NOT a food blog
We last met up in May for an enjoyable lunch at Frangipani, and Aja decided to initiate another get-together for this unlikely trio of friends – a restaurateur, a femme fatale and a dumpy accountant. Thankfully, there is no prerequisite for friendships formed for the love of good food other than, yes, a love of good food, so even if we appeared to be a motley group of people assembling that day at High Tide, it made complete sense for us to get together. I arrived first and was greeted by the manager, Carole Pinel, with a combination of friendliness and restrained enthusiasm. As it turned out, we were the only guests there that Saturday afternoon, and it felt like it was our private space to act silly and make faces at the fish. The restaurant is wonderful in the day with lots of sunlight filtering in through the lush green plants fringing the sides. I know those living in colder climates have a love affair with the sun, and I really have no reason to have that much affection for it when all I do is sweat in the tropical heat, but the best feeling in the world is to sit in an airconditioned environment with wide glass windows that allow the sun to warm the body and the spirit. It feels even better when there is a glass of prosecco within reach.
An eight metre tropical fish tank sits in the centre of the restaurant, separating the smoking from the non-smoking section. Walls are painted in nude and neutral shades with murals inspired by the French Riviera.
I had heard so much about High Tide from my friends. It’s expensive, one had exclaimed. It isn’t as good as when it first started operations, another had said. Armed with a heavy purse and mixed feelings, as I stepped into High Tide, I made the wise decision of ridding my mind of all the comments because at the end of the day, no one can, or should, tell you whether or not your experience ought to be a good one.
Our bill came up to RM6 short of a thousand Ringgit, but I can tell you this – High Tide is like a breath of fresh air on our Malaysian dining scene and is worth every cent paid. Service is professional and wait staff are knowledgeable; noticing its exquisite sweetness, we asked what kind of tomatoes the chef had used in the salad, and the waiter was quick to let us know that the Chef had used buffalo tomatoes. Chef Evert Onderbeke used unusual ingredients like sea aster and salsify (stuff that a more seasoned world traveller will have come across), and his biggest boast is that only fresh, seasonal and sustainable produce is used. It was our first time eating fresh Dutch smoked eel, its flavour unmasked by any powerful sauces. It had a lovely silky texture, and was served with anchovy cream to bring out its flavour. The Canadian scallops were perfectly grilled and still wobbly; the cauliflower puree a surprising burst of intense flavour despite its rather plain appearance. And if only all summer salads could taste like the one at High Tide! It was a striking tower of mixed vegetables paired with generous cuts of smoked halibut and tossed in wasabi mayonnaise. The Alaskan king crab starter sported a generous amount of crab and yes, it was prepared with buffalo tomatoes.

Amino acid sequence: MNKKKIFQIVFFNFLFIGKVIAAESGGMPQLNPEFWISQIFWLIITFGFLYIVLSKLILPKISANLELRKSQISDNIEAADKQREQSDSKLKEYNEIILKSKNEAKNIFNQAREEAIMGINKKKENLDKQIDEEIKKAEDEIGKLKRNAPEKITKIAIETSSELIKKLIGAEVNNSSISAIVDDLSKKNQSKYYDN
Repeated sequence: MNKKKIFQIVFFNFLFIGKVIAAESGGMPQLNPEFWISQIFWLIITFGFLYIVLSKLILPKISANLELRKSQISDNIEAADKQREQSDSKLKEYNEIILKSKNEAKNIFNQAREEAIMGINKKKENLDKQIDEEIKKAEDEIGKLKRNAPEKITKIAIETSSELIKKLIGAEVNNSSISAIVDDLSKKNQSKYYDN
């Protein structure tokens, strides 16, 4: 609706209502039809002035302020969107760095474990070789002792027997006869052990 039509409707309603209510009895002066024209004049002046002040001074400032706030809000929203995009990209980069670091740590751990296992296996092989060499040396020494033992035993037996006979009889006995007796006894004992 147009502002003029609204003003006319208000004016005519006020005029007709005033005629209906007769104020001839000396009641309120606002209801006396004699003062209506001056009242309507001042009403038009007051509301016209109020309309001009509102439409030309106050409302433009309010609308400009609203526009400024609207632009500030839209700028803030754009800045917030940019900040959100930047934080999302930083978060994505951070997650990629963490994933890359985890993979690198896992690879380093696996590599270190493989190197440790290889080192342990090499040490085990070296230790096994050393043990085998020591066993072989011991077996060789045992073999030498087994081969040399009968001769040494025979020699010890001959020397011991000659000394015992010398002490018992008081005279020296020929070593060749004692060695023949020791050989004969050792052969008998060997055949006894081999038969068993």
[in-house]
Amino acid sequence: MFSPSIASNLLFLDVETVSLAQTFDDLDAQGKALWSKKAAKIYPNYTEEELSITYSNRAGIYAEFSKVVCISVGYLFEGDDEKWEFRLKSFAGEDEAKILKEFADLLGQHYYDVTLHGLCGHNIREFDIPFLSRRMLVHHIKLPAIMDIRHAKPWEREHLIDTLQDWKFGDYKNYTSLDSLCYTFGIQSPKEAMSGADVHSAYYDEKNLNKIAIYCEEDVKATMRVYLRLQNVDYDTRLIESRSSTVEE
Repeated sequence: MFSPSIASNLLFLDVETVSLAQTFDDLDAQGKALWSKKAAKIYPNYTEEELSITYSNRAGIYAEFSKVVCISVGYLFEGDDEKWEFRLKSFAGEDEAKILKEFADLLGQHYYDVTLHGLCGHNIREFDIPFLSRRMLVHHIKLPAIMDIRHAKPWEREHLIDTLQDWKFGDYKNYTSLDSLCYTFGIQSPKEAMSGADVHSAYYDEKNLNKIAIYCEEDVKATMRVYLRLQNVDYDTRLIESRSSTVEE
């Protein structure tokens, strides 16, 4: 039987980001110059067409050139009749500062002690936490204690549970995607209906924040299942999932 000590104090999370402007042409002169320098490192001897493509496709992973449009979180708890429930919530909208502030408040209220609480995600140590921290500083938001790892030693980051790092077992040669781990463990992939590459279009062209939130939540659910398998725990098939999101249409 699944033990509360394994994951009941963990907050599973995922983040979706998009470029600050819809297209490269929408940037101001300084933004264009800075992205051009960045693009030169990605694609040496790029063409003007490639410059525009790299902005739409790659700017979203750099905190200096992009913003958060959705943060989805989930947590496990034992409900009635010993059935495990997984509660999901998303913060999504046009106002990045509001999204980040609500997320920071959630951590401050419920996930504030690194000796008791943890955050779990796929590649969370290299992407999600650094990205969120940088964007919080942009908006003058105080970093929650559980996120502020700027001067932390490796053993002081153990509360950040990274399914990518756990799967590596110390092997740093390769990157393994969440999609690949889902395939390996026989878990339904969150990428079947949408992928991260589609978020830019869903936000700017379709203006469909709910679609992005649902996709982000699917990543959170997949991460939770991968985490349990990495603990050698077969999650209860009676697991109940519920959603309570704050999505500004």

Keeping to our theme of ordering only seafood (despite protests from a certain individual), we ordered the Turbot, Sea Bream and Lemon Sole. The turbot was the most expensive of the lot at RM118, but I loved it the most for its firm and sweet flesh. The sea aster leaves lent the dish a natural saltiness, and I particularly liked it because it didn’t have any bitterness to it. The sea bream was more tender than the turbot but highly succulent, and the chef seemed to have capitalised on its texture and flavour by baking it under a crisp vegetable crust. The lemon sole was my least favourite of the lot as I thought its preparation with mixed vegetables and mustard mousseline was on the safe side compared to the other dishes which I had tried.
Since I had gladly taken on the role of DBKL for the mains, I grazed my way slowly through desserts. I can barely remember them now, I’m afraid; the starters and the mains were overwhelming enough. I do remember the petit fours, though, one of which was a chocolate lollipop which, when bitten into, exploded into a river of warm caramel.
My day is done, and I am like a boat drawn on the beach, listening to the dance-music of the tide in the evening. *
Ground Floor, Menara Taipan
Jalan Punchak (Off Jalan P. Ramlee), KL.
Tel: 03-2072 4452
Food, for me, is a means to an end and not an end in itself.
Food, for me, represents the love of family, the fellowship of friends, and the community and communality it brings.